Massive fire on wharf spread to houses

Massive fire on wharf spread to houses

Massive fire on wharf spread to houses

First published in Archives
Last updated
Daily Echo: Photograph of the Author by , Chief Archivist

A MASSIVE fire dominated the headlines of the Daily Echo 100 years ago today with Europe just weeks away from the outbreak of the First World War.

The blaze enveloped the premises of Messrs Shepard Bros Ltd, on Medina Commercial Wharf, at Cowes on the Isle of Wight.

As good fortune would have it, there was very little damage to the stores and contents, but the fire created much anxiety as it raged fiercely, completely burning out two huge coal stores measuring 100ft by 60ft.

The roofs of four nearby houses in Medina Terrace were also destroyed, causing the startled inhabitants to hurriedly leave their homes for the shelter of friendly neighbours.

Donald Marshall, a bugler aboard the SS Liberty, was early on the scene and roused many from their slumber with his bugle call, as hundreds of spectators began to gather at the scene to watch the flames, which, on occasions, leapt 20ft above the houses.

A party of 40 Bluejackets from the HM Cumberland gave whatever assistance they could to the men of the Cowes fire brigade, but despite all their combined efforts they could not prevent the loss of three horses that perished in a stable from which it was impossible to rescue them.

A Daily Echo photograph, which appeared later that week in a sister publication, the fortnightly Southampton and District Pictorial, revealed the full extent of the damage, which was estimated at up to £4,000.

A serious case under the Diseases of Animals Act was heard at the Southampton County Bench, when Ernest Bryant, a chauffeur of Winchester Road, Bassett, was summoned for failing to notify the police of an outbreak of swine fever at his premises between April and June of that year.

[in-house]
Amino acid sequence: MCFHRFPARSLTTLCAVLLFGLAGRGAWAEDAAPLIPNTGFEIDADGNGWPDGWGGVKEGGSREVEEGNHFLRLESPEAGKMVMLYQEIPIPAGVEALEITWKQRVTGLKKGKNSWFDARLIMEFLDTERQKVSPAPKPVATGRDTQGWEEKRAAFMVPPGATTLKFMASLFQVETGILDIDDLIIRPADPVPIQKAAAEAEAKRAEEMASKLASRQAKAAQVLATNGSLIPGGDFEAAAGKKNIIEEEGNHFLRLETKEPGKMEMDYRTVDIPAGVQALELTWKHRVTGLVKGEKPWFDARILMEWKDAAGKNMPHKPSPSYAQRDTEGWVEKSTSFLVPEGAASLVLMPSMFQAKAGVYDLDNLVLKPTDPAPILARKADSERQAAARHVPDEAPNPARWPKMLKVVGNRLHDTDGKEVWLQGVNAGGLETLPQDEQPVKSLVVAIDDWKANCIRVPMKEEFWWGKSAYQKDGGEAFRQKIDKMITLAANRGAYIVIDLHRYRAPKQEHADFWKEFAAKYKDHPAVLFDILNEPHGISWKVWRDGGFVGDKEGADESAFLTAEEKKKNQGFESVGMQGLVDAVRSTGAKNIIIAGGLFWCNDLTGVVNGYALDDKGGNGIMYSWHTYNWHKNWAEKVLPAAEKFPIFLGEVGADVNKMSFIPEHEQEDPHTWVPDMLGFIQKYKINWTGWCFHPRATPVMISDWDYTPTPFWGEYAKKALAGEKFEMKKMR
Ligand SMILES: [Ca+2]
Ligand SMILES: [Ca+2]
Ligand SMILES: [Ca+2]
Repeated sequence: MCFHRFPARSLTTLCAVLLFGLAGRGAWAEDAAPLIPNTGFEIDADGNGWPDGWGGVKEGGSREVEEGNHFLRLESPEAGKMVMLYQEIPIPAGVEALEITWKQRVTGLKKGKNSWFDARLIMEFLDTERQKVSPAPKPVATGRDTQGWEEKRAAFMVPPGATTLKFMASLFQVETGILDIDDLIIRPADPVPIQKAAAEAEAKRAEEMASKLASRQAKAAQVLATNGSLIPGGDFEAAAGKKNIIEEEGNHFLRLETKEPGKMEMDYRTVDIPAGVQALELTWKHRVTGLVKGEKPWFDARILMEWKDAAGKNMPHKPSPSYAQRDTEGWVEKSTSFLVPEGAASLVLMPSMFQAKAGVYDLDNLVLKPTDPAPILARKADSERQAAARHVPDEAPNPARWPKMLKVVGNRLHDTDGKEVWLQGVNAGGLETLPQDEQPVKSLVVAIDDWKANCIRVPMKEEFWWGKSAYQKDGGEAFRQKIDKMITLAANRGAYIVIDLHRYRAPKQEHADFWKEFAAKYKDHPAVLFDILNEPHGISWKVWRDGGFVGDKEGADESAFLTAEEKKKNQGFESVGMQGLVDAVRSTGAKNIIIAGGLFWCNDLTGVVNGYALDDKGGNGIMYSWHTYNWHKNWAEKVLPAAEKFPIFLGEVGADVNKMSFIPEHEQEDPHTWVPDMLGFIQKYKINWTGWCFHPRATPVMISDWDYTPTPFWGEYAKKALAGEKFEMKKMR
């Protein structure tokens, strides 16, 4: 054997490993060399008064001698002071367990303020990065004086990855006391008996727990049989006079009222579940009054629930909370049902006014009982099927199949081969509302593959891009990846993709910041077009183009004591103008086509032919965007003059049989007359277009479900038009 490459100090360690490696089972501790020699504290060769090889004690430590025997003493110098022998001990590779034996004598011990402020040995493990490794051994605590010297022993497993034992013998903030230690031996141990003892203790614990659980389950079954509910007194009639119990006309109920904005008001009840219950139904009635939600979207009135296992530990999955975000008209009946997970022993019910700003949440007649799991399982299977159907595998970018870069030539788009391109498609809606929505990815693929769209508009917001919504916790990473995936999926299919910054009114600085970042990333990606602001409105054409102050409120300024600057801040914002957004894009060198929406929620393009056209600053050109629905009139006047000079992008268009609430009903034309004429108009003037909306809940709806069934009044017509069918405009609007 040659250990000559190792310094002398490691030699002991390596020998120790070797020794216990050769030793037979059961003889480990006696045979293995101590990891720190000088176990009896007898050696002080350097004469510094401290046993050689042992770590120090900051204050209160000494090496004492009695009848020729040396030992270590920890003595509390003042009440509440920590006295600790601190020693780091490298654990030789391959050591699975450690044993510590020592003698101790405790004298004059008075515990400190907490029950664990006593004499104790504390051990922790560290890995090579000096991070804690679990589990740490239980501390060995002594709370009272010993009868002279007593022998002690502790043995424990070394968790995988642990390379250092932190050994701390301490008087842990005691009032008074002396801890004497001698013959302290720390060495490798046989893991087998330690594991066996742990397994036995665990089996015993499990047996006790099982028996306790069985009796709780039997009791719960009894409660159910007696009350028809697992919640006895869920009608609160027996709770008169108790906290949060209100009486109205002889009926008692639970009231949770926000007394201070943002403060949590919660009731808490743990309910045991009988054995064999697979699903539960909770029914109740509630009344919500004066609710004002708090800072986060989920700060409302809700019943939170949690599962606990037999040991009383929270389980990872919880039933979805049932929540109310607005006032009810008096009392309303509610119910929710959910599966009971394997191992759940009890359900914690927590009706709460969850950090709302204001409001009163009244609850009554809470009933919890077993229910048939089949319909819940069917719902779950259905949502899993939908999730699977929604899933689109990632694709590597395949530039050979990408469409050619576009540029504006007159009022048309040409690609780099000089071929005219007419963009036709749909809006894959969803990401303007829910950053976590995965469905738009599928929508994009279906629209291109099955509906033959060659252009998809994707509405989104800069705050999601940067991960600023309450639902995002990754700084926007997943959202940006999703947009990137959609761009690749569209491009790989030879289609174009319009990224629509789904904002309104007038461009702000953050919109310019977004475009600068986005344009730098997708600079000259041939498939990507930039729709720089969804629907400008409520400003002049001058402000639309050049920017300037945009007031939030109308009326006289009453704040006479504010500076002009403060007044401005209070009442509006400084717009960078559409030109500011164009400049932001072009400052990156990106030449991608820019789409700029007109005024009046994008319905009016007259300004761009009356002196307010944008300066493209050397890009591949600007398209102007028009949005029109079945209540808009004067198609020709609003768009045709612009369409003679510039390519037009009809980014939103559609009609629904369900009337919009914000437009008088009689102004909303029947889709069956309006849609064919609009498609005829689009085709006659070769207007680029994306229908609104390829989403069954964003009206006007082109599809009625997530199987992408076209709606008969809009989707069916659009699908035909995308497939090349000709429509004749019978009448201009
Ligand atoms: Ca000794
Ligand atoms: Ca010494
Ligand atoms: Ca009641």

The court, taking a serious view of the case in which 43 pigs were involved, heard how the defendant bought a number of pigs, but soon the animals appeared sick and several began to die off.

The situation came to light after the chief inspector to the Board of Agriculture examined the stock and ordered that all the animals be killed.

In his defence Bryant claimed that, as this was his first experience of keeping pigs, he had no idea he had to give notice to the police, and had been left penniless after sinking all of his money into the venture.

In light of these circumstances the Bench was lenient when returning its sentence and fined him £4.

Meanwhile, on the mainland, the Daily Echo revealed that a series of towers, each armed with two quick-firing guns, for defence against aircraft, were to be provided around Portsmouth Harbour, with the first already being erected.

It was also reported that a number of these battlements would be positioned at various other locations along the southern coastline.

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